Risk and Return: Two Sides of the Same Coin

Dhiraj had a chance encounter with his friend, Ashok, after a couple of years at a restaurant. Bumping into his friend after so many years gave him an excuse to reminisce old memories and gossip about their teen days. After some time, the conversation obviously changed its track to serious businesses such as future plans, real estate prices, investing, etc.

“You see, I’m from IT sector. I understand nothing about investing. Can you just give me some insights on basics of investing, I see so many of my colleagues taking a keen interest in investing these days.,and I simply feel like a fish out of water. I heard that you’re an Investment guru! Please help this bhakt of yours!”

“Hmn you should first understand that every investment entails risks, though, of course, the primary objective of any investor is returns. Let me get you acquainted with some basics of risks and return.”

Readers, similar to Dhiraj, if you’re keen on understanding investing, below is a simple explanation of risks and returns.

The basic rule of economics is: profit is the reward for risk-bearing. Similarly, when an investor invests, his intention is to get a return out of the investment and his main objective is to maximize these returns which are prone to various constraints, especially risk. Return is the reward for the investment decision taken and it also motivates and inspires the investors. With returns, an investor can compare various investment alternatives available to him. Also, it helps to keep a track of their investment performance and estimation of future returns.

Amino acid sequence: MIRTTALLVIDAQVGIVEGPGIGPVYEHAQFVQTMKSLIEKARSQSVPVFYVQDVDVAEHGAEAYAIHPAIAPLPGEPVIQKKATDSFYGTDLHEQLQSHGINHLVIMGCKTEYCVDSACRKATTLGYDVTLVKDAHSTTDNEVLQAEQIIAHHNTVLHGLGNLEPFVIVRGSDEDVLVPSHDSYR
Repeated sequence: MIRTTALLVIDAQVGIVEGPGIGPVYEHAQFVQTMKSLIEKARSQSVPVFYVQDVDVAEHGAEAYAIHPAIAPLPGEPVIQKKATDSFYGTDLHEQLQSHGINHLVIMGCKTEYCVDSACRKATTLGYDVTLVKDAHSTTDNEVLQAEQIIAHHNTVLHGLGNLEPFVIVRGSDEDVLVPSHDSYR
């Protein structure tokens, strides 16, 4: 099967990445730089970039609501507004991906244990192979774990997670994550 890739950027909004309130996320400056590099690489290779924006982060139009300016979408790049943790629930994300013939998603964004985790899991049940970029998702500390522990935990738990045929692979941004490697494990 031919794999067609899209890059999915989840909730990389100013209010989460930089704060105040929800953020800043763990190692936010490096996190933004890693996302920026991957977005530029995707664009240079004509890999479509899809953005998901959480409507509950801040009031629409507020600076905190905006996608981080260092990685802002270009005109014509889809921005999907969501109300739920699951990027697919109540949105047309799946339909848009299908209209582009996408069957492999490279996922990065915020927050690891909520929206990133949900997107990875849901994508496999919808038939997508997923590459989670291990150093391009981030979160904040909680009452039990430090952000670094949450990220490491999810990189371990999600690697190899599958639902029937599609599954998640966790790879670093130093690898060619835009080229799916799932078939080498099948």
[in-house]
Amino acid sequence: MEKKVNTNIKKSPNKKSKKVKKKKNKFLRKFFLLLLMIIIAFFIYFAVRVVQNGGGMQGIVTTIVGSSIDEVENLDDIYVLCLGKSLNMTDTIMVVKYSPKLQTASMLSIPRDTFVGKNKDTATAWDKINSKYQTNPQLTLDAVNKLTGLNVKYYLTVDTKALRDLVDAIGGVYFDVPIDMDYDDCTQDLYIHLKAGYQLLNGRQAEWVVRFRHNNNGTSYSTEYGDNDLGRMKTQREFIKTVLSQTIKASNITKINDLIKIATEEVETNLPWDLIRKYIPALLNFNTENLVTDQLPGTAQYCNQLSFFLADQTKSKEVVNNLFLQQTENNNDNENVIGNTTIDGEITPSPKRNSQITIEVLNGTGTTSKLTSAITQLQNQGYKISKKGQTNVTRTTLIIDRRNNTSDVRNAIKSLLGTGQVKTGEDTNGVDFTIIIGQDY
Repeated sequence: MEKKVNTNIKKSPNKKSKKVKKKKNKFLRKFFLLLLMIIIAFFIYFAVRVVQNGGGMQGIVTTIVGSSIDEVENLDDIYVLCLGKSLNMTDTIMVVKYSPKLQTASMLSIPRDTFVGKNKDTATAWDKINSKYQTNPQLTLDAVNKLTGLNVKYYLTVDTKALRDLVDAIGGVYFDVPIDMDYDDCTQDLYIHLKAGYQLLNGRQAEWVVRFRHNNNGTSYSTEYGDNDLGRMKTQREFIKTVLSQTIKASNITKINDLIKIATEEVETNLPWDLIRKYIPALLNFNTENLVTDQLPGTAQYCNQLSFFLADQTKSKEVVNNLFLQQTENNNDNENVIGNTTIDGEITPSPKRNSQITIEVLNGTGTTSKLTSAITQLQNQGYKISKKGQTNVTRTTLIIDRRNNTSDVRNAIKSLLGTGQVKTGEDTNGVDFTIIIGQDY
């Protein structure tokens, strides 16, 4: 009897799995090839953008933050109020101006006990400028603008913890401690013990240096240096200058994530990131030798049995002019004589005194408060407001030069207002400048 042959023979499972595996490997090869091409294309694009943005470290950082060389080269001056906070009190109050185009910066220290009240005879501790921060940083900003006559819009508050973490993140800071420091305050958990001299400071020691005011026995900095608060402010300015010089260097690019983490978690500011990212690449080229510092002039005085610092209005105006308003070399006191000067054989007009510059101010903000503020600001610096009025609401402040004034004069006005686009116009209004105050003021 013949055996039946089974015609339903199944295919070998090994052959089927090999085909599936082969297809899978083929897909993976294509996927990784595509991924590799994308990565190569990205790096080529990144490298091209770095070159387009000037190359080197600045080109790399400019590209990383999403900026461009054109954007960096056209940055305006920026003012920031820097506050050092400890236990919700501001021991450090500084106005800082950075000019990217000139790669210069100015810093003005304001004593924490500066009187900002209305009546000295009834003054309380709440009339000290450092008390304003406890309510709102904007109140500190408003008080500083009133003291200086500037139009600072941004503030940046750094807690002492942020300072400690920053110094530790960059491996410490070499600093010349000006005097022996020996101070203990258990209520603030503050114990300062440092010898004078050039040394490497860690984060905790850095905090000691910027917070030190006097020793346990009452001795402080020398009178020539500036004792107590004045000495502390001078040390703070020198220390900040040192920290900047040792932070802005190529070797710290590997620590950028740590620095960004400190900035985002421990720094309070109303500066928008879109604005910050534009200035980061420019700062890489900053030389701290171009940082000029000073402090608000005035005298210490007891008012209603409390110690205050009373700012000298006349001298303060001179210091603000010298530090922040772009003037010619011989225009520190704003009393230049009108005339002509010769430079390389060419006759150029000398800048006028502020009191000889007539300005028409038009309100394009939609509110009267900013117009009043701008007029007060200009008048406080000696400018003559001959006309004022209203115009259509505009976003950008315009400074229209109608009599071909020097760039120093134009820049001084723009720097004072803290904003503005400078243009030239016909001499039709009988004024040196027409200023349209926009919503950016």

Thus, as an advisor to the different investors, who have their own set of financial objectives and investment banking ratios, you have to consider, before planning their portfolio.

A fundamental investment concept is a tradeoff between risk and return. The risk in an investment context is the possibility that the return you get from an investment will be different from what was expected ie. it could be more or less than what was expected. In fact, some investments even carry the ‘risk’ of losing some or all of the money invested.


There are two types of returns namely ‘Historical or Realized Return’ and ‘Expected Return’.

Historical Return

An amount of Rs.10, 000 deposited in a bank with an annual interest rate of 8% will be worth Rs.10, 800 after one year. In this case, 8% would be the historical or realized rate of return.

Expected Return

Expected Return is the return anticipated by the investor to be earned in some future period. These expected returns are exposed to uncertainty and may or may not occur. Hence, an investor expects a return known as Expected Return that is sufficiently high to offset the risk or uncertainty.

Types of Risk of Stocks in a portfolio:

1. Diversifiable or Unsystematic Risk

Diversifiable or Unsystematic Risk is the risk that is specific to the company or the industry and can be eliminated by means of diversification. Eg: Strike or Lockout, raw material shortage etc.

2. Non-Diversifiable or Systematic Risk

Non-Diversifiable or Systematic Risk is the risk that is due to the stock market or general economy and hence cannot be eliminated. Eg: Interest Rate Risk, Inflation etc.
It is generally measured by Beta (β) coefficient. Beta measures the relative risk associated with an individual portfolio as measured in contrast to the risk of the market portfolio.
Systematic Risk of asset
Β = ———————————
Risk of market Portfolio
Β > 1, then the stock has above-average risk i.e. more risky than a market portfolio
Β = 1, then the stock has an average risk
Β < 1, then the stock has below average risk i.e. less risky than the market portfolio
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